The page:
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To: central_va

Hi CVA, Is post #113 more in line with the sort of insults you’re referring to being forced to endure?


130 posted on 12/27/2011 5:14:50 PM PST by rockrr (Everything is different now...)
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To: CharacterCounts
1. Did Lincoln have the constitutional right to force the Southern states to remain part of the union?

The United States Constitution gives the president the authority and binds him to the duty to suppress insurrections.

2. Should he have fought the war to keep these states in the union?

When the South Carolina seceded Lincoln tried to keep from ratcheting up tensions in the hopes that cooler heads would prevail. When elements from the south initiated open hostilities his hand was forced. Failure to stop the rebellion in its tracks would have been the undoing of our nation.

Second, what would have happened if Lincoln just let the Southern states secede? How long would have slavery lasted?

The confederate constitution was a cobbled up copy of the US Constitution except for one notable addition - the memorialization of the Peculiar Institution. They designed their nation to be mortally wedded to slavery. One would not be able to survive without the other.

Also, some of the border states were in a position to go either way and given time to make a rational decision would have opted to remain in (or rejoin) the union.

The tensions instigated and fanned due to such a circumstance guaranteed a perpetual state of hostilities between the two entities.

131 posted on 12/27/2011 6:15:28 PM PST by rockrr (Everything is different now...)
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To: GOPsterinMA
The amount of zealots on both sides of this “for naught” discussion is ridicoulous[sic].<

Well find another thread or something else to do.

132 posted on 12/27/2011 7:28:35 PM PST by central_va ( I won't be reconstructed and I do not give a damn.)
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To: rockrr
Lincoln tried to keep from ratcheting up tensions"

Not only do you play guitar you also are a stand up comedian.

133 posted on 12/27/2011 7:30:53 PM PST by central_va ( I won't be reconstructed and I do not give a damn.)
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To: CharacterCounts
Also, some of the border states were in a position to go either way and given time to make a rational decision would have opted to remain in (or rejoin) the union.

That is doubtful IMO.

134 posted on 12/27/2011 7:34:02 PM PST by central_va ( I won't be reconstructed and I do not give a damn.)
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To: central_va; All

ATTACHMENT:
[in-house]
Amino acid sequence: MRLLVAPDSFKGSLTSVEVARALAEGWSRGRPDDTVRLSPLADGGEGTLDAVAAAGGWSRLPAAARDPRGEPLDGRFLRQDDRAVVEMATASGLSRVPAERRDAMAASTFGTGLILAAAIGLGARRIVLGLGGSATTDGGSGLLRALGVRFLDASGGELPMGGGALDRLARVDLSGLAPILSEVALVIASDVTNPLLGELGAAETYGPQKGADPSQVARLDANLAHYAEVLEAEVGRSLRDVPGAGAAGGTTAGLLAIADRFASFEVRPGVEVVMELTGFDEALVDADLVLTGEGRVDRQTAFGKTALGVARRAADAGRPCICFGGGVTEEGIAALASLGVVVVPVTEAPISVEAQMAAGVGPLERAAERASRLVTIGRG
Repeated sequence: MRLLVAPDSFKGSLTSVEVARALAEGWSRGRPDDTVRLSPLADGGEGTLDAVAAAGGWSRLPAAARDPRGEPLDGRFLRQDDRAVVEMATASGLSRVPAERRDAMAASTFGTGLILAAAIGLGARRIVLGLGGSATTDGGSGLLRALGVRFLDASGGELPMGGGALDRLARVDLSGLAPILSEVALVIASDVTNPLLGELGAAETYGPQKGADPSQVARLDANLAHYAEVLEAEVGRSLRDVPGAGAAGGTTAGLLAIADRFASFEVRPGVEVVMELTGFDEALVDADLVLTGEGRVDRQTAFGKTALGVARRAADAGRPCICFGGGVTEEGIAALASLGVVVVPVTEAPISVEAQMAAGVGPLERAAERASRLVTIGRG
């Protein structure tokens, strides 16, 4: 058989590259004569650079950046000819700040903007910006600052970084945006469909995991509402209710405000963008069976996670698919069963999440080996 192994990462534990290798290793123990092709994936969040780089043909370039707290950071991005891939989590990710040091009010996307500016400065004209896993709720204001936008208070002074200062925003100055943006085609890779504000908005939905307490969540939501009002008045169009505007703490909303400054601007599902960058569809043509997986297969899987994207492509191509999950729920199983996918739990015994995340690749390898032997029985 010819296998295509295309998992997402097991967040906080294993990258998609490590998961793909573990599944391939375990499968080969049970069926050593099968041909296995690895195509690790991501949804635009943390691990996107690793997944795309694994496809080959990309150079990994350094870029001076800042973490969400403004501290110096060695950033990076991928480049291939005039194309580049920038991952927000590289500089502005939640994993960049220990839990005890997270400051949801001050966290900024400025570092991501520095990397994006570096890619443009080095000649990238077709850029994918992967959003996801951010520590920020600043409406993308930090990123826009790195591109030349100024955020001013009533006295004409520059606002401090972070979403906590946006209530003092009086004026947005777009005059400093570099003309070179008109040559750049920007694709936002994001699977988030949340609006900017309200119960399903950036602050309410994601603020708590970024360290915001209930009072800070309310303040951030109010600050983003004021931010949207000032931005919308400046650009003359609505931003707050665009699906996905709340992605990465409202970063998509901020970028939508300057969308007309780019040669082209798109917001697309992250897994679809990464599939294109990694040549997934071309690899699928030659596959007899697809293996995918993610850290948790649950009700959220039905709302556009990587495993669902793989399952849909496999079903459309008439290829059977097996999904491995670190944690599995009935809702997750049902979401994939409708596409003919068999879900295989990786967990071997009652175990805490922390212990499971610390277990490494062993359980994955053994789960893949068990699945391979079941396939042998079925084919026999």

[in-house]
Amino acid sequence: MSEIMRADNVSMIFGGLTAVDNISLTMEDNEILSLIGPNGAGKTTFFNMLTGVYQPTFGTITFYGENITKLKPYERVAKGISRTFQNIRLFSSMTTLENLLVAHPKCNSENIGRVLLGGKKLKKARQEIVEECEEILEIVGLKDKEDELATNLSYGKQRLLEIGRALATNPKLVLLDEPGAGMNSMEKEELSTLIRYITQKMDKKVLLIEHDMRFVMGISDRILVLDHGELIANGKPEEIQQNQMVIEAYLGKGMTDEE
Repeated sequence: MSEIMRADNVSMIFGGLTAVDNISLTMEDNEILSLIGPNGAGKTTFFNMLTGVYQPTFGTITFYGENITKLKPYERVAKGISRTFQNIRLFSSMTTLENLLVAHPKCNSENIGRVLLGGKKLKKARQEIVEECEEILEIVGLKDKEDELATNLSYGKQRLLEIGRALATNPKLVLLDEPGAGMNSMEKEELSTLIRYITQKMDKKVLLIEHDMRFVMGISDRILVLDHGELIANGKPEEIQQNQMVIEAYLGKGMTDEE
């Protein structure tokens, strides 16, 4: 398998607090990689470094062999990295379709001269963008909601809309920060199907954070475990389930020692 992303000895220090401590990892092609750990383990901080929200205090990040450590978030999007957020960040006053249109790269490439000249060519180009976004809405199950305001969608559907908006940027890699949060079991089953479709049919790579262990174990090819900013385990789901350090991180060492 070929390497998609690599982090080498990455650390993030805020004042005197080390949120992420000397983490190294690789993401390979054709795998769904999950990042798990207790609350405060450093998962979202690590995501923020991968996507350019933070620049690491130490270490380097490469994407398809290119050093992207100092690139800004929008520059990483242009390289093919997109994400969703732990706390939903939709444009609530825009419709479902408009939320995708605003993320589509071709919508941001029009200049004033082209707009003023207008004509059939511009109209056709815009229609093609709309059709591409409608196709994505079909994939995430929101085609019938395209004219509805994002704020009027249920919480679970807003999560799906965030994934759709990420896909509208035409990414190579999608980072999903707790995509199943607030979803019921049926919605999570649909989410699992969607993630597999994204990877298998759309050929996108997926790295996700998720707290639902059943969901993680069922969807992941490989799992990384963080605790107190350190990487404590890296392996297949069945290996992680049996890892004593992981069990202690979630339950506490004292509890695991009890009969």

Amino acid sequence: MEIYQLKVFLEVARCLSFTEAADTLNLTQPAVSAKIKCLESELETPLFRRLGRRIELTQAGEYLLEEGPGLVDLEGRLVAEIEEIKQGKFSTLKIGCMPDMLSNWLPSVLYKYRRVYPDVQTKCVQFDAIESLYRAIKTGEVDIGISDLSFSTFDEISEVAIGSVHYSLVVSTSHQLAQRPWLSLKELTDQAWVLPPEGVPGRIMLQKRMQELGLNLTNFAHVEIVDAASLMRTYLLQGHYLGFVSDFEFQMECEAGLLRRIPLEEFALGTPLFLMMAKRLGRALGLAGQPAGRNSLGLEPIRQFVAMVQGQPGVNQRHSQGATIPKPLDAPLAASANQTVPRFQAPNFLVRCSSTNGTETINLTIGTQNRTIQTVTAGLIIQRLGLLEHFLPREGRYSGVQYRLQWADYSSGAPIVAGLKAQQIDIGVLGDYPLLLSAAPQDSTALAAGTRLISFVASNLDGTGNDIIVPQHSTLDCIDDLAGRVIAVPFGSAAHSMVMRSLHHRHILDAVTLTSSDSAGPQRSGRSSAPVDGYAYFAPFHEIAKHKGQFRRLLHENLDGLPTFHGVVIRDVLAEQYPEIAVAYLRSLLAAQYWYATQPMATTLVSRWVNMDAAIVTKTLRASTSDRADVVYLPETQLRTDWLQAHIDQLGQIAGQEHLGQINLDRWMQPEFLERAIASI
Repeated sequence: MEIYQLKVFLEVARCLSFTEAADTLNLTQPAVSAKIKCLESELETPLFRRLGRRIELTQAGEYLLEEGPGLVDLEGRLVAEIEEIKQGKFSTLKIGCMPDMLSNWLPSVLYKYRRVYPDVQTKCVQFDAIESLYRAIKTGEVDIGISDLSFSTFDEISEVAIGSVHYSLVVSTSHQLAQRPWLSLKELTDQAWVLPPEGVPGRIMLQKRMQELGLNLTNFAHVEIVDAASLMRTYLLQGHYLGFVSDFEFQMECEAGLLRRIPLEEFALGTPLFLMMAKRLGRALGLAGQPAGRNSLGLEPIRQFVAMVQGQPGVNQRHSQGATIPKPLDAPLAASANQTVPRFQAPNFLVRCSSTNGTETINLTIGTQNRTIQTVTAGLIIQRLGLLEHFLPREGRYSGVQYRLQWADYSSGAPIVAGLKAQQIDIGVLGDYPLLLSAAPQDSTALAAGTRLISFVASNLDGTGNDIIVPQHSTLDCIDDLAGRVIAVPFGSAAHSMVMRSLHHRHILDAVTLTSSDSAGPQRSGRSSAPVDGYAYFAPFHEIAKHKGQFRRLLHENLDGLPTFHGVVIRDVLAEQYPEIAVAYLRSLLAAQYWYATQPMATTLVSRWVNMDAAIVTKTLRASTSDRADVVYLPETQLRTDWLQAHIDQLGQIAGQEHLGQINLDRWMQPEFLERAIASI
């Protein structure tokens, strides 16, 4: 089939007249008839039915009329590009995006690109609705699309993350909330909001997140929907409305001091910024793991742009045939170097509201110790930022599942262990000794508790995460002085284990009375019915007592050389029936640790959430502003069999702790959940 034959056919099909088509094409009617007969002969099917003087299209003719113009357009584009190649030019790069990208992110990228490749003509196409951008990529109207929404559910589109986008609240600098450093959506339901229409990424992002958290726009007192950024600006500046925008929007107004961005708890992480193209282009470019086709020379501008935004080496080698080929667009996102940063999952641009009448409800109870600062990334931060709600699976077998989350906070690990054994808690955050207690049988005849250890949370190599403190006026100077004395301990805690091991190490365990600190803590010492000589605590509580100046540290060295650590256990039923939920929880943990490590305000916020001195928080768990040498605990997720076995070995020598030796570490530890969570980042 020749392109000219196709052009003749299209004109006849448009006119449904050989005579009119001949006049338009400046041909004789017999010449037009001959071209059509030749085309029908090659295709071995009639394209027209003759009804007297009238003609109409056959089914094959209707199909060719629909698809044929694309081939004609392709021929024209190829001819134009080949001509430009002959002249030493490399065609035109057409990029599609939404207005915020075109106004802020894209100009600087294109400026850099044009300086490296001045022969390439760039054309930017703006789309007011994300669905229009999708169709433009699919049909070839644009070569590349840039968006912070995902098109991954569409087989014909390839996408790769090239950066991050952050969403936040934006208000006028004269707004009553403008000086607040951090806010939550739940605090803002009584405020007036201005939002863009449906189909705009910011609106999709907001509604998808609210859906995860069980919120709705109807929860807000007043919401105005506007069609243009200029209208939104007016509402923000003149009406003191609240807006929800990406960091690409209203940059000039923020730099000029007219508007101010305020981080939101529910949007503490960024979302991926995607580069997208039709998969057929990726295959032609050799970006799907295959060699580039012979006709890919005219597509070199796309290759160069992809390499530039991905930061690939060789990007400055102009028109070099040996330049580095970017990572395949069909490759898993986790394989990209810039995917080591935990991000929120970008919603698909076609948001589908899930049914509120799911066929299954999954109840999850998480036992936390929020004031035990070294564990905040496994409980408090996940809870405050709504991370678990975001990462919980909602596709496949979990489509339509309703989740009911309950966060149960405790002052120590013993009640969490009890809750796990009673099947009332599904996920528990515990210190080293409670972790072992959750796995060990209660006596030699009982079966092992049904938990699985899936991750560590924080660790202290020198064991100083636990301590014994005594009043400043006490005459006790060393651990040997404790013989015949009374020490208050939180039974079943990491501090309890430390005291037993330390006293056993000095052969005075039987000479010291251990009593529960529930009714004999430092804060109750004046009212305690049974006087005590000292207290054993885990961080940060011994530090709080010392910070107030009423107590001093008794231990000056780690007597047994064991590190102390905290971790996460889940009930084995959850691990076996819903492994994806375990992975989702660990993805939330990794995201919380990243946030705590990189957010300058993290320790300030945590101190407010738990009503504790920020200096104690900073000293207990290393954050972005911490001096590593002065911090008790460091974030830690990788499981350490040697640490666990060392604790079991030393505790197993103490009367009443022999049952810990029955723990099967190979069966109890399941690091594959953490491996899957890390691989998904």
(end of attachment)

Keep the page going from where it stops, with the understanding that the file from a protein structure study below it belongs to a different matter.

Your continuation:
Is this what they call thread hijacking? ;)
135 posted on 12/27/2011 7:38:36 PM PST by Irish Eyes
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To: Irish Eyes
Is this what they call thread hijacking? ;)

I prefer to call it thread extending and revising. You call it what you will :D

136 posted on 12/27/2011 7:49:50 PM PST by central_va ( I won't be reconstructed and I do not give a damn.)
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To: central_va
:)
137 posted on 12/27/2011 8:26:05 PM PST by Irish Eyes
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To: catfish1957

I don’t see his intent to do away with slavery where it existed before the rebellion. Surely you can help me with that.

By contrast, would the intent of slavery to force slavery on northern states be an act of war?


138 posted on 12/28/2011 12:05:03 AM PST by donmeaker (e is trancendentall)
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To: cowboyway

So long as we all understand that the war was made by the southern rebels who fired the first shot and seized federal forts, that we all understand that the raised tariff occurred after the pretended secession, and could not have passed without secession, and we all know that the pretended secession of several states occurred before Lincoln took office.

Then we can agree that pretending to blame secession, tariff and war on President Lincoln is an act of desperation on the part of people who don’t really care about facts.


139 posted on 12/28/2011 12:15:40 AM PST by donmeaker (e is trancendentall)
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To: donmeaker
Lincoln drafted a House bill in 1849 to abolish slavery in DC. I hope you don't think the people of the south were so naive to think that the 1861 version of Lincoln (1000 x more powerful) would not have thought any different nationwide.

As far as your second comment, the philosphy of state's rights would precluded the south's intentions of expanding slavery northward. The states thought it was their business, not the federal goverment. This extension of the scope and breadth of federal involvement is the backbone of liberalism today.

140 posted on 12/28/2011 5:17:20 AM PST by catfish1957 (Save a Pretzel for the Gas Jets!!!)